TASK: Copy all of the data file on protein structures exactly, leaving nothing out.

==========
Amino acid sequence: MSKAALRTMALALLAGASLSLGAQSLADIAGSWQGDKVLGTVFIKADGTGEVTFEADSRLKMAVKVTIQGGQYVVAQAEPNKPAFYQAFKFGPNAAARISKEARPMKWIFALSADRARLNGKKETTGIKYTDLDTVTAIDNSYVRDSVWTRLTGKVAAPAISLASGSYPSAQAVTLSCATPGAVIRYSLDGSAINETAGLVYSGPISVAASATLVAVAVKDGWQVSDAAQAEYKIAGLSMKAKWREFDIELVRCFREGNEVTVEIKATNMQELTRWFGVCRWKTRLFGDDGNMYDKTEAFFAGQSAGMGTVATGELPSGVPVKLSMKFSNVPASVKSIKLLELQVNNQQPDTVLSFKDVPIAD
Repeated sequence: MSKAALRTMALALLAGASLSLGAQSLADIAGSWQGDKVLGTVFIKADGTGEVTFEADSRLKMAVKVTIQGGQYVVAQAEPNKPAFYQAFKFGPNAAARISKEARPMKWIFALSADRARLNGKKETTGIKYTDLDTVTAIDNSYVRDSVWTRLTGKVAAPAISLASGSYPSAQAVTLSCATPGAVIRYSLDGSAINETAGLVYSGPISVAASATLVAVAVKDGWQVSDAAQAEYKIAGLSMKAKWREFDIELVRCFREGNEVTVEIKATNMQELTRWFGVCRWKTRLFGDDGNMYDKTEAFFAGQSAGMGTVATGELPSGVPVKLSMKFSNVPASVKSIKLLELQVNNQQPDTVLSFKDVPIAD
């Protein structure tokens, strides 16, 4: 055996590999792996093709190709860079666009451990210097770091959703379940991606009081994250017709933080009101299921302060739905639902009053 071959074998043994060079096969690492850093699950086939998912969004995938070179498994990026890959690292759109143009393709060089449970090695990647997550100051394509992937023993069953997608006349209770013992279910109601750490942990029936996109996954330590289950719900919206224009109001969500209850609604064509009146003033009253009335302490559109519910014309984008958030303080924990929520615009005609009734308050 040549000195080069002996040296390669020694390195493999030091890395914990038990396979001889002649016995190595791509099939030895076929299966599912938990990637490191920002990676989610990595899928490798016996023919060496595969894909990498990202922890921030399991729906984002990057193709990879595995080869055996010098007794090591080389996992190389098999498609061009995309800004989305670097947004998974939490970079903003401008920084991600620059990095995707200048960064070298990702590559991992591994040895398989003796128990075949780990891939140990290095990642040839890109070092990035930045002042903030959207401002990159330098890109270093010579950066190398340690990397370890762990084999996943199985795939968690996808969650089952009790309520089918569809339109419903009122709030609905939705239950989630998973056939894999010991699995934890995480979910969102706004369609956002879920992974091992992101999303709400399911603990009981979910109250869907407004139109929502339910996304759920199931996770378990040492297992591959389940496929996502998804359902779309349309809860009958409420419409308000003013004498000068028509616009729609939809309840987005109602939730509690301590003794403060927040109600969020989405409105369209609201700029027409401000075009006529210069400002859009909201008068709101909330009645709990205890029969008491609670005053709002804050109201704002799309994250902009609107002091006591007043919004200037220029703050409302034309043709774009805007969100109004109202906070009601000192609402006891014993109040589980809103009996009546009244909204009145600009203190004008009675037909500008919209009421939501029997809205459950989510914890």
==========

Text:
Amino acid sequence: MSKAALRTMALALLAGASLSLGAQSLADIAGSWQGDKVLGTVFIKADGTGEVTFEADSRLKMAVKVTIQGGQYVVAQAEPNKPAFYQAFKFGPNAAARISKEARPMKWIFALSADRARLNGKKETTGIKYTDLDTVTAIDNSYVRDSVWTRLTGKVAAPAISLASGSYPSAQAVTLSCATPGAVIRYSLDGSAINETAGLVYSGPISVAASATLVAVAVKDGWQVSDAAQAEYKIAGLSMKAKWREFDIELVRCFREGNEVTVEIKATNMQELTRWFGVCRWKTRLFGDDGNMYDKTEAFFAGQSAGMGTVATGELPSGVPVKLSMKFSNVPASVKSIKLLELQVNNQQPDTVLSFKDVPIAD
Repeated sequence: MSKAALRTMALALLAGASLSLGAQSLADIAGSWQGDKVLGTVFIKADGTGEVTFEADSRLKMAVKVTIQGGQYVVAQAEPNKPAFYQAFKFGPNAAARISKEARPMKWIFALSADRARLNGKKETTGIKYTDLDTVTAIDNSYVRDSVWTRLTGKVAAPAISLASGSYPSAQAVTLSCATPGAVIRYSLDGSAINETAGLVYSGPISVAASATLVAVAVKDGWQVSDAAQAEYKIAGLSMKAKWREFDIELVRCFREGNEVTVEIKATNMQELTRWFGVCRWKTRLFGDDGNMYDKTEAFFAGQSAGMGTVATGELPSGVPVKLSMKFSNVPASVKSIKLLELQVNNQQPDTVLSFKDVPIAD
């Protein structure tokens, strides 16, 4: 055996590999792996093709190709860079666009451990210097770091959703379940991606009081994250017709933080009101299921302060739905639902009053 071959074998043994060079096969690492850093699950086939998912969004995938070179498994990026890959690292759109143009393709060089449970090695990647997550100051394509992937023993069953997608006349209770013992279910109601750490942990029936996109996954330590289950719900919206224009109001969500209850609604064509009146003033009253009335302490559109519910014309984008958030303080924990929520615009005609009734308050 040549000195080069002996040296390669020694390195493999030091890395914990038990396979001889002649016995190595791509099939030895076929299966599912938990990637490191920002990676989610990595899928490798016996023919060496595969894909990498990202922890921030399991729906984002990057193709990879595995080869055996010098007794090591080389996992190389098999498609061009995309800004989305670097947004998974939490970079903003401008920084991600620059990095995707200048960064070298990702590559991992591994040895398989003796128990075949780990891939140990290095990642040839890109070092990035930045002042903030959207401002990159330098890109270093010579950066190398340690990397370890762990084999996943199985795939968690996808969650089952009790309520089918569809339109419903009122709030609905939705239950989630998973056939894999010991699995934890995480979910969102706004369609956002879920992974091992992101999303709400399911603990009981979910109250869907407004139109929502339910996304759920199931996770378990040492297992591959389940496929996502998804359902779309349309809860009958409420419409308000003013004498000068028509616009729609939809309840987005109602939730509690301590003794403060927040109600969020989405409105369209609201700029027409401000075009006529210069400002859009909201008068709101909330009645709990205890029969008491609670005053709002804050109201704002799309994250902009609107002091006591007043919004200037220029703050409302034309043709774009805007969100109004109202906070009601000192609402006891014993109040589980809103009996009546009244909204009145600009203190004008009675037909500008919209009421939501029997809205459950989510914890």